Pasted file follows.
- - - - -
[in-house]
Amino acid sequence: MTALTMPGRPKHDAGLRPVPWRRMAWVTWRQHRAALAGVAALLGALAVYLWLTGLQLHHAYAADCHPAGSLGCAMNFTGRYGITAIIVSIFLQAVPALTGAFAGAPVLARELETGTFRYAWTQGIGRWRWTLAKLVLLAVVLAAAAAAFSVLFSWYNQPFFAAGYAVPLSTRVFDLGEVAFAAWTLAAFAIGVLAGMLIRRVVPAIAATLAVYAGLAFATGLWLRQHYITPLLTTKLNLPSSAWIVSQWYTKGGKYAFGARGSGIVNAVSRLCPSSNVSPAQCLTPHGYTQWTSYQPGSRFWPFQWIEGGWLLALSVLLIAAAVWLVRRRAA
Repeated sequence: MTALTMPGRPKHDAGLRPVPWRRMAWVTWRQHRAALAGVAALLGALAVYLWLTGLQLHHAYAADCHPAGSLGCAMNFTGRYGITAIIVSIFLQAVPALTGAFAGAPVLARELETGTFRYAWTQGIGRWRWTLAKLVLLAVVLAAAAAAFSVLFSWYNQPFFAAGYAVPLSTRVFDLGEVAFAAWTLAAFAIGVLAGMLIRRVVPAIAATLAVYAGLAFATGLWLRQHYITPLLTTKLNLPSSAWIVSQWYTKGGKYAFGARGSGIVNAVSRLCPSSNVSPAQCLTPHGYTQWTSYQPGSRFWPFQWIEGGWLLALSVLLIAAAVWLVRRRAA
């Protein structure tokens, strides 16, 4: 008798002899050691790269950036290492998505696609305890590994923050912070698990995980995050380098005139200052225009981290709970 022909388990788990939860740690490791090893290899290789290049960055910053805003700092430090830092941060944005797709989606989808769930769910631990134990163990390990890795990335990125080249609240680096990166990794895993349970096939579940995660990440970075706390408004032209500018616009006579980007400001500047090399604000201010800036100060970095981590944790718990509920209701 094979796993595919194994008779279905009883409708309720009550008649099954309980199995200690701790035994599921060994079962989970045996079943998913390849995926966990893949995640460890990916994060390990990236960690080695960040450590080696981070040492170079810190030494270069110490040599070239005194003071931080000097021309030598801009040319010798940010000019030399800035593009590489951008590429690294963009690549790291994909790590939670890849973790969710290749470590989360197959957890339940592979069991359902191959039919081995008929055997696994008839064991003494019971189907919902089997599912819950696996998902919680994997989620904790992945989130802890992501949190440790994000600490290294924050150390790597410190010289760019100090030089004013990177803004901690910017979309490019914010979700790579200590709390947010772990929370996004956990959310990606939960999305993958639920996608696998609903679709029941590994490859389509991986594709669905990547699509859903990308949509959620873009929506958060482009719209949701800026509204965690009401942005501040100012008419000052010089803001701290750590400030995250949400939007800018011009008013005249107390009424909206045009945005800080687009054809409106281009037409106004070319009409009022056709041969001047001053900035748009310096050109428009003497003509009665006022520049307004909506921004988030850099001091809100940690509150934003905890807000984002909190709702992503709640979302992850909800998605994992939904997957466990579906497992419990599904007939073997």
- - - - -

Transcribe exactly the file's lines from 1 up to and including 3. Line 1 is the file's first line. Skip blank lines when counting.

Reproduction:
[in-house]
Amino acid sequence: MTALTMPGRPKHDAGLRPVPWRRMAWVTWRQHRAALAGVAALLGALAVYLWLTGLQLHHAYAADCHPAGSLGCAMNFTGRYGITAIIVSIFLQAVPALTGAFAGAPVLARELETGTFRYAWTQGIGRWRWTLAKLVLLAVVLAAAAAAFSVLFSWYNQPFFAAGYAVPLSTRVFDLGEVAFAAWTLAAFAIGVLAGMLIRRVVPAIAATLAVYAGLAFATGLWLRQHYITPLLTTKLNLPSSAWIVSQWYTKGGKYAFGARGSGIVNAVSRLCPSSNVSPAQCLTPHGYTQWTSYQPGSRFWPFQWIEGGWLLALSVLLIAAAVWLVRRRAA
Repeated sequence: MTALTMPGRPKHDAGLRPVPWRRMAWVTWRQHRAALAGVAALLGALAVYLWLTGLQLHHAYAADCHPAGSLGCAMNFTGRYGITAIIVSIFLQAVPALTGAFAGAPVLARELETGTFRYAWTQGIGRWRWTLAKLVLLAVVLAAAAAAFSVLFSWYNQPFFAAGYAVPLSTRVFDLGEVAFAAWTLAAFAIGVLAGMLIRRVVPAIAATLAVYAGLAFATGLWLRQHYITPLLTTKLNLPSSAWIVSQWYTKGGKYAFGARGSGIVNAVSRLCPSSNVSPAQCLTPHGYTQWTSYQPGSRFWPFQWIEGGWLLALSVLLIAAAVWLVRRRAA